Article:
Friday, 24 January 2020 07:37

Brexit to lower risks of world economy, Davos

Addressing the forum held in the Swiss Davos, the German Chancellor Angela Merkel stated that “the danger of Germany slipping into recession is receding thanks to an easing in tensions between major global trading partners”. 

“I think we should be happy that the first phase of a trade deal between the U.S. and China has been agreed,” she said during a Q&A session after her speech, Caspian Energy News reports, citing Bloomberg.

In her opinion, an orderly British exit from the European Union, with trade deals and no trade war, less protectionism is reducing the danger of a recession. Europe can contribute to growth and stability and foster confidence in the euro by completing the integration of its banking system and capital markets, the German leader said.

Merkel rejects excluding suppliers from 5G.

The German leader said she was concerned about the conflict between campaigners for a cleaner planet and those who don’t believe in global warming. She said the scientific evidence is clear, and emotions should not be confused with facts.

Prime Minister of Greece Kyriakos Mitsotakis stated that Turkey’s maritime boundary agreement with Libya is unacceptable and illegal amid the growing tension in the eastern Mediterranean.

“We don’t need Turkey’s permission” to supply Europe with Cypriot, Israeli or potential Greek gas, Mitsotakis said earlier in Davos. The pact signed by Libya and Turkey has an impact for the planned EastMed pipeline project, he said.

 

According to the Prime Minister of the Netherlands Mark Rutte, it will take the EU and Great Britain by the end of the year to hammer out a trade deal. To agree on a trade deal “we need to agree on level playing field and all the other issues,” the Dutch leader said in a Bloomberg TV interview. “It’s an awfully short amount of time so I hope that coming next summer, June, July, that Boris Johnson will at least contemplate extending, if necessary, this transition phase.”

Coming to an arrangement is “very difficult and there is still the risk that you will have a cliff edge scenario’ like we had experienced last year.”

U.S., China must adjust for the stable world, Singaporean PM says. 

Both the U.S. and China must make adjustments if they are going to reach a lasting phase-two trade deal that benefits the rest of the world, according to Singapore Prime Minister Lee Hsien Loong.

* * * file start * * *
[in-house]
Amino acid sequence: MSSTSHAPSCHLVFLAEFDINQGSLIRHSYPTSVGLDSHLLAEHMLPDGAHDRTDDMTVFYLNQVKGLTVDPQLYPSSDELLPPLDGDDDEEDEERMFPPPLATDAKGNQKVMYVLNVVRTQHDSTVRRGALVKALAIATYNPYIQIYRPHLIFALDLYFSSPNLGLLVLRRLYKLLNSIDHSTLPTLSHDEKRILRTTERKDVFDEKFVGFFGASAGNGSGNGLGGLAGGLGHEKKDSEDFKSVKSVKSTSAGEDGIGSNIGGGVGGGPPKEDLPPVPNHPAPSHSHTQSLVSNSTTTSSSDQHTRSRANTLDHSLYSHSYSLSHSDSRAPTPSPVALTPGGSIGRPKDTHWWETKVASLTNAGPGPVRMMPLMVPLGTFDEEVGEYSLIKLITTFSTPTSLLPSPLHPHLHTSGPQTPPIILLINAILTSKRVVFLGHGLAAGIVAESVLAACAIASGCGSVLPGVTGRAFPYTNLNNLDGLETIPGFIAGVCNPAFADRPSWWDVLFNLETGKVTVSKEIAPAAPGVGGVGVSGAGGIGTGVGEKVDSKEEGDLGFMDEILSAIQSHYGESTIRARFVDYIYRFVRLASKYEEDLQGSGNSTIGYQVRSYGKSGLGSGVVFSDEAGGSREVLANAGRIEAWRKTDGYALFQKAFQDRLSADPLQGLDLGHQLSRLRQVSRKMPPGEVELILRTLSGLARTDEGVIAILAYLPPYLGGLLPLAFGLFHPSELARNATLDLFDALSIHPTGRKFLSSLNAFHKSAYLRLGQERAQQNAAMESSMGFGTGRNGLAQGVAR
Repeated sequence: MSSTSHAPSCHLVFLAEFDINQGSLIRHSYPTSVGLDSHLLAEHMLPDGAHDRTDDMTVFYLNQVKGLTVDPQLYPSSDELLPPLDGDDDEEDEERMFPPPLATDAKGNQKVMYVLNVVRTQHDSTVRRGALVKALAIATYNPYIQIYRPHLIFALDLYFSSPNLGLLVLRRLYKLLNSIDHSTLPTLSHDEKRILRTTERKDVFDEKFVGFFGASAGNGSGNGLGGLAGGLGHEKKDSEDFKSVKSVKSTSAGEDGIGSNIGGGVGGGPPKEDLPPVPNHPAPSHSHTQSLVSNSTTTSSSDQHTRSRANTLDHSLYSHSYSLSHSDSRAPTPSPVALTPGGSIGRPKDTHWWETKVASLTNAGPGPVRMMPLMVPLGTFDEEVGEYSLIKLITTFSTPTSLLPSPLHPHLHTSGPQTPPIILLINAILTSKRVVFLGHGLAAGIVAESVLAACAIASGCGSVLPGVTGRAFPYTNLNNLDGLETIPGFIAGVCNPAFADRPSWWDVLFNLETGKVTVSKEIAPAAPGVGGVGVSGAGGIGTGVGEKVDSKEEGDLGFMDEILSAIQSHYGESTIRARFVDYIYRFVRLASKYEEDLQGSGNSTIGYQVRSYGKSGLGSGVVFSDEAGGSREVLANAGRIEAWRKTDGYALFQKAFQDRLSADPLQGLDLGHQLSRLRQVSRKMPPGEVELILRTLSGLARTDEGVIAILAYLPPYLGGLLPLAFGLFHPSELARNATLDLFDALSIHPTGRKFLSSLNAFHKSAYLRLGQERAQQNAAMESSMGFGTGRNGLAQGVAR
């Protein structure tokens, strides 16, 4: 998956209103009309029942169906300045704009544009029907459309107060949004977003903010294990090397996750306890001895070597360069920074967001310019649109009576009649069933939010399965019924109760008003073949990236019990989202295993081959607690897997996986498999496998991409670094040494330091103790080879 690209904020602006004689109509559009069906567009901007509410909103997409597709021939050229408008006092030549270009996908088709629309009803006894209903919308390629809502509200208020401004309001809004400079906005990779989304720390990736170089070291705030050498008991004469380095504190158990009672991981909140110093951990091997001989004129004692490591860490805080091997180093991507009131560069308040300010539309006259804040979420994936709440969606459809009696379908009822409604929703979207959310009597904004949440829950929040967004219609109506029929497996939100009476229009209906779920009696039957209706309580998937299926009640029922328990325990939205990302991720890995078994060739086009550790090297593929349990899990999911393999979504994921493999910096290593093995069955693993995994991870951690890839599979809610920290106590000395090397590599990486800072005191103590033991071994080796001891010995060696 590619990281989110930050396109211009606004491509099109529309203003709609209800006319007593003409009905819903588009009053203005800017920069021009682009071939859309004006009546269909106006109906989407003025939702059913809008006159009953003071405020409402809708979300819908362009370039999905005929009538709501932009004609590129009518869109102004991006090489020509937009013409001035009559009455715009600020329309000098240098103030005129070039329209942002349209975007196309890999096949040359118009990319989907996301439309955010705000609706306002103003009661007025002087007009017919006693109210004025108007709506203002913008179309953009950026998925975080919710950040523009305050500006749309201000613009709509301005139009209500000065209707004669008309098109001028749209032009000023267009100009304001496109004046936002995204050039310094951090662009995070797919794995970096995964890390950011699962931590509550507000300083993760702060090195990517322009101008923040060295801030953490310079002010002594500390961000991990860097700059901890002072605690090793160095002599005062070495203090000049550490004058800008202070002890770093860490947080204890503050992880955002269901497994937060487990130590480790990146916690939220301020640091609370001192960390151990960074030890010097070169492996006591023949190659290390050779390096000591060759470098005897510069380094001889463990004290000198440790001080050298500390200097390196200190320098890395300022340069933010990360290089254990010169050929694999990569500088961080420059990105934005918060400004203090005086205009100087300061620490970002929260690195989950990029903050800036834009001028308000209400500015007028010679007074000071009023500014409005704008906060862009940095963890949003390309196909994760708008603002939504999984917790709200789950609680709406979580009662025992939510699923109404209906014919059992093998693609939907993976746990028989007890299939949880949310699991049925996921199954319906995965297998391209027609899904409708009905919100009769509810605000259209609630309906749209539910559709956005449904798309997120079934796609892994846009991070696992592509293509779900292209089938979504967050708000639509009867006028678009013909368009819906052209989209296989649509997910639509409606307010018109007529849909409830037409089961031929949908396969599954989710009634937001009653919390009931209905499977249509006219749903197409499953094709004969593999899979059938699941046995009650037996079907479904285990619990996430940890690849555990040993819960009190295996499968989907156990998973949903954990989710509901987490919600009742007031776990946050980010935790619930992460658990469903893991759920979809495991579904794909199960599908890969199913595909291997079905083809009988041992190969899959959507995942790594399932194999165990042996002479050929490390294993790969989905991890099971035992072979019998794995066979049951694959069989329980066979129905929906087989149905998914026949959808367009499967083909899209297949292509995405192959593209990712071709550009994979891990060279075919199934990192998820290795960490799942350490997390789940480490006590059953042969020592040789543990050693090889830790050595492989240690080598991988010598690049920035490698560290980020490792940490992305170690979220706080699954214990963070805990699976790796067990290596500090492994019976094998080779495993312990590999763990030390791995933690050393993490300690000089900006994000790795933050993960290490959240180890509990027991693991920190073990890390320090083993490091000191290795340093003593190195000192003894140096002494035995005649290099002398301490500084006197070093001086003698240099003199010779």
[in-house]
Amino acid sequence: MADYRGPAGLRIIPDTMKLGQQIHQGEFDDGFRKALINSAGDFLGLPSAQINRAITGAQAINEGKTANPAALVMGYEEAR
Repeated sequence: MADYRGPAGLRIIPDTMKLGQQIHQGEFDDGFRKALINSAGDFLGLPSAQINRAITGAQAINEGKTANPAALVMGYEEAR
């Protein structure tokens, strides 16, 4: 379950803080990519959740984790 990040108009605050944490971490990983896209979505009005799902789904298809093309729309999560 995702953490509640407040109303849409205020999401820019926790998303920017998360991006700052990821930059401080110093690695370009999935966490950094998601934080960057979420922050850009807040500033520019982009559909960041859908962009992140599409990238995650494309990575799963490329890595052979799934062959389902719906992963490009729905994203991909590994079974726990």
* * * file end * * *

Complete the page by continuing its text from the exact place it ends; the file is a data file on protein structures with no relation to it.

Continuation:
The U.S. must decide whether to create rules that allow “the best man” to win or only let America come out on top, Lee said.

Global trade will likely expand in line with 2019’s growth of “slightly less than 2%,” A.P. Moeller-Maersk A/S Chief Executive Officer Soren Skou said in a Bloomberg TV interview.

CEO of Maersk does not expect an acceleration of the trade growth in 2020.

The reason why freight rates have “gone up quite substantially” since October is mainly the introduction of new more environmentally friendly fuel. “Many of our customers recognize that it’s good for everybody that we go to a cleaner fuel,” Skou said.

U.S. President Donald Trump’s policies and deregulation moves have been good for business and generated “substantial rewards,” Moelis & Co. founder Ken Moelis said in a Bloomberg TV interview.

Trump has done a good job of telling the story of how the U.S. economy is booming, with low unemployment, Moelis said, adding that despite “a lot of hand-wringing” in the U.S., the country remains a “tremendous place” with great laws, great capital markets and innovation.

Finnish Prime Minister Sanna Marin said it’s now clear that women need laws to protect them from discrimination in the work place and the issue can’t be left in the hands of the private sector.

“You need laws and structures that lead the way to gender equality,” 34-year-old Marin said during a panel debate. “It doesn’t just happen by itself.” The concern is that an unconscious bias kicks in, steering men in a position to hire toward “similar-minded and similar-looking people” who are deemed to be “more qualified.”

Dutch Finance Minister said that brexit risks EU power. After Brexit, the EU risks becoming a weak player in global politics, because the U.K.’s departure offsets the bloc’s balance, according to Dutch Finance Minister Wopke Hoekstra.

“When there is a balance between France, Germany, and the U.K., we in the Netherlands are at ease,” Hoekstra said in a Bloomberg TV interview. “That balance is now gone, and for the European Union, both in economic terms, but also in geopolitical terms, Brexit is very bad news.”

Minister: Saudi Arabia must act on emissions

Saudi Arabia must advocate for solutions to tackle climate change as one of the world’s largest energy producers, according to Energy Minister Abdulaziz Bin Salman.

“We cannot sit on our hands as a producer without advocating for something that brings a solution to the emissions issue,” he said during a panel discussion. “We can’t see all components of sustainability and market stability without also being involved in the other debate which has to do with climate change.”

The idea of a waste-free global economy is catching on. When British yachtswoman Ellen MacArthur was promoting the idea of the circular economy on the sidelines of Davos in 2012, the big attraction was curiosity about what she was up to after her sailing career.

Eight years on, firms such as Adidas AG, Unilever NV, and BlackRock Inc. are embracing MacArthur’s vision. Her foundation is pushing an economic system where product lifespans are extended and components used repeatedly. The idea is to replace the “linear” model of growth -- extraction, production and disposal -- and reduce the strain on the planet’s limited resources.

Deutsche Bank AG Chief Executive Officer Christian Sewing is “hopeful” that the planned strategy review by the European Central Bank will lead to change.

 

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